F-35 Helmet Mounted Display Video of a SRVL Approach on the HMS Queen Elizabeth

F-35 Helmet Mounted Display Video of a SRVL Approach on the HMS Queen Elizabeth

The F-35’s Helmet Mounted Display Systems provide pilots with unprecedented situational awareness. All the information pilots need to complete their missions – airspeed, heading, altitude, targeting information and warnings – is projected on the helmet’s visor, rather than on a traditional Heads-up Display

. This approach greatly reduces the pilot’s workload and increases responsiveness. Additionally, the F-35’s Distributed Aperture System (DAS) streams real-time imagery from six infrared cameras mounted around the aircraft to the helmet, allowing pilots to “look through” the airframe. The helmet also provides pilots night vision through the use of an integrated camera.

The clip below shows a pilot landing aboard the HMS Queen Elizabeth during trials. Not only is it interesting to see what a real Shipborne Rolling Vertical Landing, or SRVL, looks like from the pilot’s point of view, but it shows how the HMD projection from the Distributed Aperture Systems (DAS) allows the pilot to look right through the canopy rail.

Here’s the video of the aircraft’s “virtual heads up display” in action during an SRVL approach:

F-35’s Helmet Mounted Display (HMD) is one of the most interesting features on the entire jet. By seamlessly projecting imagery from cameras distributed around the exterior of the aircraft into the pilot’s visor, they can “see-through” the aircraft’s structure.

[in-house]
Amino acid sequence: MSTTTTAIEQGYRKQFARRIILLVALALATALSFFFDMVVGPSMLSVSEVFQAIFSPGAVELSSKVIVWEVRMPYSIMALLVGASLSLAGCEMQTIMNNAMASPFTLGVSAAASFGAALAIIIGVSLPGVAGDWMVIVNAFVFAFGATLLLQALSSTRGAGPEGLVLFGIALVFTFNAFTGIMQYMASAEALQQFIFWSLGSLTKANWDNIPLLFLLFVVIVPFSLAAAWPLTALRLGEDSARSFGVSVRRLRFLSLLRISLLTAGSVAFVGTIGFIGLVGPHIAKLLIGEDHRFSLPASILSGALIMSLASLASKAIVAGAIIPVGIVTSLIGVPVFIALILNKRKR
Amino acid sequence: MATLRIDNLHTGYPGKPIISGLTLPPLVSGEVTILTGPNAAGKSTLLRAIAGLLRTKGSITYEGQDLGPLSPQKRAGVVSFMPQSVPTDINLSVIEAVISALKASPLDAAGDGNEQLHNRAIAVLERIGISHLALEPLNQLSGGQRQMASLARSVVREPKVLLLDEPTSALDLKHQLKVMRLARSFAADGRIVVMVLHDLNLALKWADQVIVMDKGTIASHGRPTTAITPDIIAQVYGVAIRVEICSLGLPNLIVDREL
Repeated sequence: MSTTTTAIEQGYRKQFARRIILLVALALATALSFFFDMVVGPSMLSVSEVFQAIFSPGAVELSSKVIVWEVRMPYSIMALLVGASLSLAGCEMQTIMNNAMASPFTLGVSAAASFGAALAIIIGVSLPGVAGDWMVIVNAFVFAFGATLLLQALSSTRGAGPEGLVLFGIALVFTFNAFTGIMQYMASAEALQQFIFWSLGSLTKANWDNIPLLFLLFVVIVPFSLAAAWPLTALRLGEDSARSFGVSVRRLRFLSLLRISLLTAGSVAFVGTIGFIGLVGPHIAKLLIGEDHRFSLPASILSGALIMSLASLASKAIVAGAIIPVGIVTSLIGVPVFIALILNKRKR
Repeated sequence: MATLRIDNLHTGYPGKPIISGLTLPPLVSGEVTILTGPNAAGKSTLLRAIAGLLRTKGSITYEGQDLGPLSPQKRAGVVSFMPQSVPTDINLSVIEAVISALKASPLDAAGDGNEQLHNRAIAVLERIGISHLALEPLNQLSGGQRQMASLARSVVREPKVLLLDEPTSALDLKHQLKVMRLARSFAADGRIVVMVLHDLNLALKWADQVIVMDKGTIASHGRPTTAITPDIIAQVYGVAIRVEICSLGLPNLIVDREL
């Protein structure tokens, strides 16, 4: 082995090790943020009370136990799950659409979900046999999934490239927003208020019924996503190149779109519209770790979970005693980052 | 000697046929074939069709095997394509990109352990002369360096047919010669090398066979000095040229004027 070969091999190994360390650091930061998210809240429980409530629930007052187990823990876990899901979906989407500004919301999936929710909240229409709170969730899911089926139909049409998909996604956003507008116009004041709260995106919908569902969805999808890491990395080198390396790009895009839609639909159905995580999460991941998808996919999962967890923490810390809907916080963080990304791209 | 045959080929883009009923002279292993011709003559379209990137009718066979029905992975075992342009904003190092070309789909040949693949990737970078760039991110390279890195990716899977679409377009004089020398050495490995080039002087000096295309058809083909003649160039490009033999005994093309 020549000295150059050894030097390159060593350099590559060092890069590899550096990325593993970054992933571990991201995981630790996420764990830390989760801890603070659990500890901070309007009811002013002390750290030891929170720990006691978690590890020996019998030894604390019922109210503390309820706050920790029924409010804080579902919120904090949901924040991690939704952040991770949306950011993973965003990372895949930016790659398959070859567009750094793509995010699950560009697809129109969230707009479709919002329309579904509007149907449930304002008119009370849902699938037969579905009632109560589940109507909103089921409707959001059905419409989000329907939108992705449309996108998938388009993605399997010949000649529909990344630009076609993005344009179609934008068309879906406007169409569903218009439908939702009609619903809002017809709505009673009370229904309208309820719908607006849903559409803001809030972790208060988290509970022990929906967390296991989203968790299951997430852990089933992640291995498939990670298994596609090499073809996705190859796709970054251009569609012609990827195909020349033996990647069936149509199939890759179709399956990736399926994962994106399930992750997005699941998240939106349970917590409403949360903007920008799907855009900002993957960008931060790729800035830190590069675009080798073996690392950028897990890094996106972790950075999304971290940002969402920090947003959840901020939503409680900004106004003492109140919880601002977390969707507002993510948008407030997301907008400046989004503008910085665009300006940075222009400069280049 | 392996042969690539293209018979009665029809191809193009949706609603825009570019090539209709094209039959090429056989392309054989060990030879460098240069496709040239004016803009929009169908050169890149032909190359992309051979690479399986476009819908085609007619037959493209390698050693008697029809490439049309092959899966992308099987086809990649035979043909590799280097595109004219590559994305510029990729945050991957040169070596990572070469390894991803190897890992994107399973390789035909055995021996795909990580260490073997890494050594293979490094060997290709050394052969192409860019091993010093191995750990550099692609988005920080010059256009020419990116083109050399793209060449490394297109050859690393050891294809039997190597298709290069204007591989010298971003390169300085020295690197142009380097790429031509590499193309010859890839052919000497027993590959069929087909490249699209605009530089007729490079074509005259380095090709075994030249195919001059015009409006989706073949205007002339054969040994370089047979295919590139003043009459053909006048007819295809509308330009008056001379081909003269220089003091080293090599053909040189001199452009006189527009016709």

The Queen Elizabeth’s ample deck size allows for these 57 miles per hour rolling landings that provide a larger recovery weight margin for the F-35B, as well as other flexibility when it comes to ease of efficient operations for the ship, fuel savings, reduced wear and tear on the aircraft’s propulsion system and the carrier’s deck, and more. You can read all about this maneuver, its utility, and its implications in this past article of ours.

The fascinating footage also shows what the pilot sees in their HMD when it comes to symbology. In the bottom left corner, the power output of the F-35’s lift-fan and maneuvering rear nozzle appears to be shown. You can also see how the pilot is supposed to put a secondary vector symbol on the bracket for the perfect precision landing. This bracket is also marked by the red centerline deck lights. Here is a video of the same operation and HUD symbology from the simulator:

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